Writers, Beware Blue Deco

It’s time to add another bundle of publishing scammers to the list.

Long time followers/readers might recall mention of friend and fellow author Bryce David Salazar on this site. He is the author of She Sees Metaphors, a master of imagery, and a strange thing for horse masks. In all, he is a pretty decent fellow I was delighted to see make it in the literary world with his debut novel.

27fae5_8b14feb6aa5945f5b7896329b1f6c897~mv2Unfortunately, his debut has been spoiled by his publisher, Blue Deco Publishing. Bryce is one of seven authors ostensibly represented by the company who are currently petitioning, through Change.org, for reversion of rights and payment of outstanding royalties under what they allege is a voided contract.

That outstanding royalties bit is key. You see, Blue Deco pledged under their contract to pay third quarter royalties to their authors by Nov. 15 of this year. It now being November 27, they only just recently provided a brief severance e-mail and money to several of the authors. These authors also noted that such payments were similarly late in the second quarter. Being paid for one’s work shouldn’t sound revolutionary to anyone, especially not when it’s on paper.

That said, the company also has skimped on its actual duties. ISBN numbers, for those who don’t know, are a critical part of the publishing process. They represent the identity of the work, making them identifiable by publishers, booksellers, libraries and other retailers worldwide. It says, “THIS BOOK WAS MADE BY SO AND SO, THIS IS WHAT IT IS AND ITS FORMAT.” To get your own, unique ISBN, comes with a price tag associated.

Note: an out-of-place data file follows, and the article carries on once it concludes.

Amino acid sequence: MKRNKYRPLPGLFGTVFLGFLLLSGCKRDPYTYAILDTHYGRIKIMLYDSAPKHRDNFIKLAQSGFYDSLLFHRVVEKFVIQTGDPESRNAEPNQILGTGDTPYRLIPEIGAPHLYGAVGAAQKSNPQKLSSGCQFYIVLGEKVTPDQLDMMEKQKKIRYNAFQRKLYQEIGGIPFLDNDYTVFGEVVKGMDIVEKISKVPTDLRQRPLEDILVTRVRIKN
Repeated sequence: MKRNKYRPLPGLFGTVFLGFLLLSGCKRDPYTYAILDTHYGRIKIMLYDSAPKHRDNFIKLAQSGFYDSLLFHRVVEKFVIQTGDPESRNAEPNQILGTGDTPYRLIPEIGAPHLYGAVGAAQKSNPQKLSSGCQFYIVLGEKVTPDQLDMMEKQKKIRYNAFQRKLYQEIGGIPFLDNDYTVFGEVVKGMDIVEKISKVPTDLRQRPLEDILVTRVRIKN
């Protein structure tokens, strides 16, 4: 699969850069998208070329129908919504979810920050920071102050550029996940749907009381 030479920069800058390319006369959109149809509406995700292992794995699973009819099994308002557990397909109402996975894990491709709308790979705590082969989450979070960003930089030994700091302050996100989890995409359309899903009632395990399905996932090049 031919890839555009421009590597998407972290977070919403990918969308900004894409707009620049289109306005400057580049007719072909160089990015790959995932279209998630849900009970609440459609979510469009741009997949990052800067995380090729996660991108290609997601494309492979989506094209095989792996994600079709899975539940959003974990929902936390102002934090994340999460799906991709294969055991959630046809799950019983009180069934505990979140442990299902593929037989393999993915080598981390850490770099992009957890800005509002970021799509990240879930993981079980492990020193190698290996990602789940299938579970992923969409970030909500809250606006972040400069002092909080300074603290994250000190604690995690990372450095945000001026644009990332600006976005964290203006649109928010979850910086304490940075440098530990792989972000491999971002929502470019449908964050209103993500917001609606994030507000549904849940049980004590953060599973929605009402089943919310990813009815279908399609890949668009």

While the ISBN doesn’t in and of itself provide any legal or copyright protection, it’s an absolute legal necessity in some countries. Amazon’s Createspace service handles it free for self-published authors, as it essentially becomes their publisher. However, it is usually publishers themselves who take on associated costs as part of production costs.

Blue Deco had, as part of its contract with its authors, agreed to provide ISBNs. Instead, it turned to CreateSpace to make these ISBNs, therefore negating a major factor behind going with a publisher: it made these books self-published, CreateSpace books, rather than attaching its own name to the works.

There’s more to the tale, of course, but the sum of things is that Bryce and his fellow authors have declared their contracts voided. Up until recently, Blue Deco hadn’t responded in any way to its authors. It was only until their public call for help and awareness that the company issued its severance. Even so, it still has them proudly listed under its authors.

Authors being taken advantage of by scam artist publishers is an unfortunately growing trend. There’s whole websites, like Writer Beware!, dedicated to tracking them down and exposing them for what they are. Often, they face no consequences beyond what public outcry can force upon them, by leaving them no shadows in which to scuttle.

Help get justice for these authors and guarantee the Blue Deco Publishing is no longer able to operate in the shady manner it has chosen. Spread the word. Support artists. Keep creativity alive.

(For more, check out Bryce’s own page on the issue: http://www.brycedavidsalazar.com/2017/11/please-help-me-get-unpublished.html)

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